6. mmclo

    mmclo Frequent Poster

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    Surely the two simplest questions for (PAYE) people are;

    Are you a higher rate tax payer?
    Does you employer contribute?

    Seems to me the answer would have to be no to *both* to consider not contributing to a DC scheme

    Higher rate contributions despite the prsi and USC exemptions still experience a considerable boost to what they contribute and employers contributions are usually like for like

    If you're in a position to worry about higher rate tax on the way out you must be close to the new limits on contributions then and be looking at a fund of over 1m. I'd say most people are nowhere near that and if they were this would be well down their list of issues
     
  7. Gordon Gekko

    Gordon Gekko Frequent Poster

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    Contributing to a pension makes huge sense.

    For €60, you get €100 moved into an investment world where there is no income tax and no capital gains tax.

    At retirement, you can take out 25% of the value of your fund. The first €200k of this is tax free and the next €300k is taxed at 20%. That's only €60k of tax on €500k.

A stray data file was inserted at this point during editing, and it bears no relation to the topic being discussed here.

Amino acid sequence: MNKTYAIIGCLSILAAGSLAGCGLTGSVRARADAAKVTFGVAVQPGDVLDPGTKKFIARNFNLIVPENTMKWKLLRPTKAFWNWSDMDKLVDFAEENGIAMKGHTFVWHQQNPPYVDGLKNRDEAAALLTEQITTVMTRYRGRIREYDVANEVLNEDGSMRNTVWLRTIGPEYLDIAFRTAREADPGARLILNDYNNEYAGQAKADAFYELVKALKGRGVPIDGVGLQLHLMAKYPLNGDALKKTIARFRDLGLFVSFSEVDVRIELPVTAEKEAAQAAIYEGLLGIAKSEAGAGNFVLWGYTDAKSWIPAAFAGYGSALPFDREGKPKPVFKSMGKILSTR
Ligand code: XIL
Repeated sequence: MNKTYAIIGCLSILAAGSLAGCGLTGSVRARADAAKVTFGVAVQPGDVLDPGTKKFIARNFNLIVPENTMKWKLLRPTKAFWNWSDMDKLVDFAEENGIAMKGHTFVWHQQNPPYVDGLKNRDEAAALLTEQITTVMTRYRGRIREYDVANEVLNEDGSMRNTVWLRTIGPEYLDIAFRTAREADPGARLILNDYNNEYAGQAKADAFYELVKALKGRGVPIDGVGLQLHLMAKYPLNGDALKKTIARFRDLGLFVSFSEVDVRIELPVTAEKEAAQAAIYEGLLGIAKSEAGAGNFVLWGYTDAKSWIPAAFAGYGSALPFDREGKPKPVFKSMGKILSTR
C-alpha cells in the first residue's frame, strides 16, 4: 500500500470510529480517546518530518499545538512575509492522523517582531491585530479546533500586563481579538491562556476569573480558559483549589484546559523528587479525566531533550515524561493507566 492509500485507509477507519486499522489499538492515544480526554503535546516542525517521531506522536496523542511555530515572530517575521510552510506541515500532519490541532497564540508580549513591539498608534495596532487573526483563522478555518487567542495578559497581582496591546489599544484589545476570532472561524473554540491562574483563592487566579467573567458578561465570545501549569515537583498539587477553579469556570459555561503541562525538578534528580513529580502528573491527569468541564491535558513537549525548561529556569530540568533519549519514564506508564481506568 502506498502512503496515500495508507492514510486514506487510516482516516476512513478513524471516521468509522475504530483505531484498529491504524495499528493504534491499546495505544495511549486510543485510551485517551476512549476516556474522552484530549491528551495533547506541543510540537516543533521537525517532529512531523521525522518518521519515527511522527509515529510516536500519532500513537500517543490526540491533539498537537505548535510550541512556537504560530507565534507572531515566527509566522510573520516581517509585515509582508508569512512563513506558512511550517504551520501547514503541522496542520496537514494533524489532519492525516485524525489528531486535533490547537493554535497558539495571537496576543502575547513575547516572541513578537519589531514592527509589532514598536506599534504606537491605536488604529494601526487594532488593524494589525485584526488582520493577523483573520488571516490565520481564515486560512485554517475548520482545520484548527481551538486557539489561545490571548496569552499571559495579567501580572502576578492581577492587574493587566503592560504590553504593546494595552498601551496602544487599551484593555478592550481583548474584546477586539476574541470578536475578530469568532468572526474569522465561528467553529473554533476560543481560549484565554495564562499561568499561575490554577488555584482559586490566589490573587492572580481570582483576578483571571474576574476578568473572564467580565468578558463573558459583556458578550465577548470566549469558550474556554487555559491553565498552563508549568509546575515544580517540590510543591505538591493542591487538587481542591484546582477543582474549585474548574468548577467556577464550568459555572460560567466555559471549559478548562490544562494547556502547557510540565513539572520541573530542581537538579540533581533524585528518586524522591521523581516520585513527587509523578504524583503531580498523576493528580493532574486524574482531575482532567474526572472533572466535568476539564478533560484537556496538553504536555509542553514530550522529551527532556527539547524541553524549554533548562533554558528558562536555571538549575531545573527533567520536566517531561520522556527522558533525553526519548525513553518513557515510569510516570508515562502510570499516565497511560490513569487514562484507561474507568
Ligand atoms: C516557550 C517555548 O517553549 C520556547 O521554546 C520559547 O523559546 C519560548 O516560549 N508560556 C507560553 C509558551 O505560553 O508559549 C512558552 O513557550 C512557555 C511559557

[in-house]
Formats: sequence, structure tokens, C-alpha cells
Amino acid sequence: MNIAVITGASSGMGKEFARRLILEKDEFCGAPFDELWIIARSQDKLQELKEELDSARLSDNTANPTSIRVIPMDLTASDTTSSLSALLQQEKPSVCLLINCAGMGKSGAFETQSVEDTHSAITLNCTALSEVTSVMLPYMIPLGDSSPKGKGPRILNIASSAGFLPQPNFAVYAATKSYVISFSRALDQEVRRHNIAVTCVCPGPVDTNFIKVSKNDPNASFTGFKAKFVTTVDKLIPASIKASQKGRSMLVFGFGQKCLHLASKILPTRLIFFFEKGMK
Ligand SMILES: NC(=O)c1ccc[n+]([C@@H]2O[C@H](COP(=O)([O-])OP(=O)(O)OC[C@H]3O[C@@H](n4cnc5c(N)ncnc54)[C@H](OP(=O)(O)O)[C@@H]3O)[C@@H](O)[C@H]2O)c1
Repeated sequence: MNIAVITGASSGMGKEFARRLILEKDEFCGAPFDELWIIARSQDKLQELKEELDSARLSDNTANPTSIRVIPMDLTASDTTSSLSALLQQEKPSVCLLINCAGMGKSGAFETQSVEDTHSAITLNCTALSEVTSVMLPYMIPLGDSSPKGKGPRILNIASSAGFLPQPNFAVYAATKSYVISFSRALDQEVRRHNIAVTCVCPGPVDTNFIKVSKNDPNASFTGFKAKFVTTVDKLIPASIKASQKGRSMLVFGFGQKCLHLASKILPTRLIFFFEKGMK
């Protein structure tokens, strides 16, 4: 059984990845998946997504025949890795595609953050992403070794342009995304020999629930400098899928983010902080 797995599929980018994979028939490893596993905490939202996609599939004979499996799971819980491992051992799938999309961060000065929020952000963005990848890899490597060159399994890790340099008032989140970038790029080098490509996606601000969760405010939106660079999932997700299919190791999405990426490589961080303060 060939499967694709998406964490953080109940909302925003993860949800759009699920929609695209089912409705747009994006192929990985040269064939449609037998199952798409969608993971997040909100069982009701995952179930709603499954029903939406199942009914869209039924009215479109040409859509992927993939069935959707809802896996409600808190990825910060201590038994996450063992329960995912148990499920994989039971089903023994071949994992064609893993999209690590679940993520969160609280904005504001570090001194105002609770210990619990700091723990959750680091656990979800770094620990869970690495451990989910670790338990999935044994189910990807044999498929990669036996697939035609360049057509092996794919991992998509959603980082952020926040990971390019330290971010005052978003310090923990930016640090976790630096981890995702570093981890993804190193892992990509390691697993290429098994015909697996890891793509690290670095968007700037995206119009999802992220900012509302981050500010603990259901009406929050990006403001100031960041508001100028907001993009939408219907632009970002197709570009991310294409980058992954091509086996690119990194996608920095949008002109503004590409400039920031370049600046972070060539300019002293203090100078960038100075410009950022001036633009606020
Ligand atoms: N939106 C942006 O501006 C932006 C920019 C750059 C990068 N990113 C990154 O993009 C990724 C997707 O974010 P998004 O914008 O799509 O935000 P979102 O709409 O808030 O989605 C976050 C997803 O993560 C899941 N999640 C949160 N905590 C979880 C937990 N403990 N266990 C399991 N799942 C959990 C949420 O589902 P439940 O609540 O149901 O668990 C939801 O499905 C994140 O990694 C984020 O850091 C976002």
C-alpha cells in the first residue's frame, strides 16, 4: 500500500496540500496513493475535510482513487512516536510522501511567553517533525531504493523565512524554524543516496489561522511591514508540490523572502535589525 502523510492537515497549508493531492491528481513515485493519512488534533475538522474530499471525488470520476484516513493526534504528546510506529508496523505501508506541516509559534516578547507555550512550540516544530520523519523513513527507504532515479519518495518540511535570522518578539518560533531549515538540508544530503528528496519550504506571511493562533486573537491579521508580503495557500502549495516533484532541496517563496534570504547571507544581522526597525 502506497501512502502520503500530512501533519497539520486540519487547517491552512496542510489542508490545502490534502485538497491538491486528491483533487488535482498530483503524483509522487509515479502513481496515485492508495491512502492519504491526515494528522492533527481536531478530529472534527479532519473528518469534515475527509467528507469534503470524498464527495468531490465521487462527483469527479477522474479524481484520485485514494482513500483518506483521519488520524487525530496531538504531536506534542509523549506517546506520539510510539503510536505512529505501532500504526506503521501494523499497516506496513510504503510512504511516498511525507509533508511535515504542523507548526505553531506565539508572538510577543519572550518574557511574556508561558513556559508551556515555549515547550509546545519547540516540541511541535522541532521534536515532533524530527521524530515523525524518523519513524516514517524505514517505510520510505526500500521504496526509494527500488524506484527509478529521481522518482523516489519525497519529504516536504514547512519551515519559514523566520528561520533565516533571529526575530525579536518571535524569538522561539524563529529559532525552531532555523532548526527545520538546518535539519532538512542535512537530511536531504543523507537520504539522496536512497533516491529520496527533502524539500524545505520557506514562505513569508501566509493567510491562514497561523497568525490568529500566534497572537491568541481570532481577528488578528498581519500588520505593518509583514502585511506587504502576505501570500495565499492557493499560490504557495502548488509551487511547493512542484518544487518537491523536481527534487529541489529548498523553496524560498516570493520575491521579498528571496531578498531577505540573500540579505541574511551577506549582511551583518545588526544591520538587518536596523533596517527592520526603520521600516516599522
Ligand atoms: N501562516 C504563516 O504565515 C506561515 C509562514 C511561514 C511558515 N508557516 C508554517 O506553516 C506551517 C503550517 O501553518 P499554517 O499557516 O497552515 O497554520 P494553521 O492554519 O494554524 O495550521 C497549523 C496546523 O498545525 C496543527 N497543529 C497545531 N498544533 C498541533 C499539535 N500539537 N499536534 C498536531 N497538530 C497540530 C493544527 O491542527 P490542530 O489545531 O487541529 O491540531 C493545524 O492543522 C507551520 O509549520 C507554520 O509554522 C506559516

The balance in the ARF/AMRF can be withdrawn at will, with a 4% mandatory minimum withdrawal. Because of the 20% band, you probably won't pay top rate tax on everything. And there's no PRSI once you're 66.

    Re cost, just shop around. 100% of your contributions should always be invested.

    I pay 0.5% - That's it.
     
  8. PaddyW

    PaddyW Frequent Poster

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    I started my pension back in 2005 (if I remember correctly). I pay higher rate tax and I also have employer contributions. Total contributions to date have been €48,500 (roughly) and when I checked 2 days ago, the total fund was worth €71,500. Not bad! I'd advise people to start asap on their pensions.
     
  9. Jim2007

    Jim2007 Frequent Poster

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    I would ignore this - no one can tell you what the tax situation will be like when you come to retirement other than the later you retire the more likely that it will be fully taxable like it is in other Euroland countries.
     
  10. Gordon Gekko

    Gordon Gekko Frequent Poster

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    That depends how old you are...
     
  11. facetious

    facetious Frequent Poster